Skip Header

Federal Deposit
Insurance Corporation

Each depositor insured to at least $250,000 per insured bank

Since 1933, no depositor has ever lost a penny of FDIC-insured funds

FDIC Law, Regulations, Related Acts

[Table of Contents] [Previous Page] [Next Page] [Search]

4000 - Advisory Opinions

Insurance Coverage for a County District Court Trust Account


September 14, 1987

Claude A. Rollin, Attorney

This is in response to your letter of August 20, 1987, by which you requested a legal opinion concerning the extent to which an account styled as "*** County District Court Trust Account" would be entitled to FDIC insurance coverage.

In your letter, you indicate that the account in question contains funds from several litigants and you ask whether the account would be fully insured, regardless of its balance, as long as the interest of each person for whom funds are being held does not exceed $100,000. In our subsequent telephone conversation, you further informed me that the funds in this account are not being held pursuant to any trust agreement and that the ownership of the funds in this account may or may not be in dispute.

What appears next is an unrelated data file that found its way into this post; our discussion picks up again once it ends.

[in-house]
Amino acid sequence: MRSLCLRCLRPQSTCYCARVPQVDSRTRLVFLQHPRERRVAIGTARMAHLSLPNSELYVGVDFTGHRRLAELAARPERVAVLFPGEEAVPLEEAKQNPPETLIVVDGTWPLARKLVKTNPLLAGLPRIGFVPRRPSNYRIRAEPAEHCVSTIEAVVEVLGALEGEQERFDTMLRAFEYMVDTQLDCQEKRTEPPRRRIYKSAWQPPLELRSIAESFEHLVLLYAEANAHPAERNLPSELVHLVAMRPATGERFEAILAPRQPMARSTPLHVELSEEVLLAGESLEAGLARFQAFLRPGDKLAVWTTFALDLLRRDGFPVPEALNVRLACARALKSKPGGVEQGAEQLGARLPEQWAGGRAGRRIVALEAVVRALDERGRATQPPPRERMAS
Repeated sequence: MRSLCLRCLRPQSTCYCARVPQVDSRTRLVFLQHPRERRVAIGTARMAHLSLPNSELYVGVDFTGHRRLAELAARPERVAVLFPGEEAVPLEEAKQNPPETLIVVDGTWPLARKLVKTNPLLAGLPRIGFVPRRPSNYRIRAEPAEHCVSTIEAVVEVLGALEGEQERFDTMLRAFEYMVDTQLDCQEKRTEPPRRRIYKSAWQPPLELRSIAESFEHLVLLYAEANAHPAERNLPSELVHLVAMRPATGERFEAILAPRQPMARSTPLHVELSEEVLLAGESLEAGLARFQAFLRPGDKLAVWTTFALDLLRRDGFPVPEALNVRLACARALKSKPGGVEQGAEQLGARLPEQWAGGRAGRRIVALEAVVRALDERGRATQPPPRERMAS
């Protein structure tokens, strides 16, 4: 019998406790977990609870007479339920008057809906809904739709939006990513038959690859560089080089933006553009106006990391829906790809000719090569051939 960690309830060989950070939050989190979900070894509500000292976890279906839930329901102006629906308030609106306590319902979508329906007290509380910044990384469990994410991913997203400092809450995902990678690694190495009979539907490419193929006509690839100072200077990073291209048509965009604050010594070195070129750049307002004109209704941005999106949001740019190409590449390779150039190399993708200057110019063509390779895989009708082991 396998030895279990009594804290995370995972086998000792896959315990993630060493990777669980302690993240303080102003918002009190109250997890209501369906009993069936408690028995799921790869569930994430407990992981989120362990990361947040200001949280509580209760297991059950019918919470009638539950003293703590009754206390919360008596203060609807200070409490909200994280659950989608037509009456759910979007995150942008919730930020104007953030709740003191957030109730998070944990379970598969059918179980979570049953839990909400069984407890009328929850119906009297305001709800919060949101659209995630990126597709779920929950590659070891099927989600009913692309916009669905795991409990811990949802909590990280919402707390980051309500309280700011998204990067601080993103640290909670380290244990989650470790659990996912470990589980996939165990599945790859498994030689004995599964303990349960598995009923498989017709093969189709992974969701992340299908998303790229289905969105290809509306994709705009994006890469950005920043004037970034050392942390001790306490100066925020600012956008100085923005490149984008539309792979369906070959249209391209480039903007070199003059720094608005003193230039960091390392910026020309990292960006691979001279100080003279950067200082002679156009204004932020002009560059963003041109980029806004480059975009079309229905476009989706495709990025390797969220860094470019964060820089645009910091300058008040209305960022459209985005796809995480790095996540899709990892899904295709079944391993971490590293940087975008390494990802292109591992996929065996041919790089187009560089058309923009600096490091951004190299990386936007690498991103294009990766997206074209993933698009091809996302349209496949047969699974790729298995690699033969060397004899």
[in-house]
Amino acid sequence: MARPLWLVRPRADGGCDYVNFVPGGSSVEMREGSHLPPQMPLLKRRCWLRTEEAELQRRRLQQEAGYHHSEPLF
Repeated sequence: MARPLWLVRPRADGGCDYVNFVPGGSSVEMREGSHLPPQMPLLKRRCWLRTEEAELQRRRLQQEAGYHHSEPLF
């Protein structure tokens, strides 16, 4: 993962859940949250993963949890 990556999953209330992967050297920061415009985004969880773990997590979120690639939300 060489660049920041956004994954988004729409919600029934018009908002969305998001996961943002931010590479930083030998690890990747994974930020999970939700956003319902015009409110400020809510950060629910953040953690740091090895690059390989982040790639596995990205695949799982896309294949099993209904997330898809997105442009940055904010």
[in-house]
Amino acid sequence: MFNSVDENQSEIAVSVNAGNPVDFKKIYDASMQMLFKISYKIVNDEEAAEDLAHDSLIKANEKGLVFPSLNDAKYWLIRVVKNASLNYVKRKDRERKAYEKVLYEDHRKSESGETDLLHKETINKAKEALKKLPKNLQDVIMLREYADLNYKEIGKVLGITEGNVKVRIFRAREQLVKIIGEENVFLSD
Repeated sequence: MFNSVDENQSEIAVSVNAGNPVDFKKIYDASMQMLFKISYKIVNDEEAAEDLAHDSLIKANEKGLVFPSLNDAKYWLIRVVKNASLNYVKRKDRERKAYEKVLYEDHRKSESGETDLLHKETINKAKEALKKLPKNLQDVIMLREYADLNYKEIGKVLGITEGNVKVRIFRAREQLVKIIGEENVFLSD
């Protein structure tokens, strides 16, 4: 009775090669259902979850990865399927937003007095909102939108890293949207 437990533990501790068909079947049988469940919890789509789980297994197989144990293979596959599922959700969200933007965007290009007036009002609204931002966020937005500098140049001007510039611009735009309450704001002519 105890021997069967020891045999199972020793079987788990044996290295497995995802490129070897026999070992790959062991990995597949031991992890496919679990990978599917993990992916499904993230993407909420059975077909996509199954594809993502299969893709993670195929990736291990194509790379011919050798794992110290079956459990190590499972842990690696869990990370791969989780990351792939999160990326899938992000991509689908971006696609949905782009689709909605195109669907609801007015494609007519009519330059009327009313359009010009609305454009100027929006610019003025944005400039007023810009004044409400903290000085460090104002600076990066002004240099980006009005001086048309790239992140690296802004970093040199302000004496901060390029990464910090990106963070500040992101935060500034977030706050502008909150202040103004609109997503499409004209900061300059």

From the facts which you have provided, it seems clear that the funds in the *** County District Court Trust Account do not belong to the district court itself, but rather, they belong to several different parties. The district court is simply commingling these funds in the subject account until it determines the proper distribution of the funds. Therefore, it appears that the district court is acting as a mere custodian of funds for the rightful owners thereof.

If the bank's records disclose the existence of this custodial relationship and the separate interest of each party in the subject account is ascertainable from either the bank's records or the depositor's records, then the interest of each rightful owner of funds in the subject account would be separately insured up to the $100,000 limit. 12 C.F.R. § 330.1(b). The fact that the name of the subject account includes the words "trust account'' reveals that the funds therein may belong to parties other than the district court itself. The bank's records thus disclose the existence of some custodial relationship which would cause the FDIC to look beyond the name of the account to determine which parties are the rightful owners of funds entitled to deposit insurance. Therefore, if the records of the bank or the district court detail the separate interest of each party in the subject account, then each party's interest therein would be separately insured up to the $100,000 limit.

[Table of Contents] [Previous Page] [Next Page] [Search]

Skip Footer back to content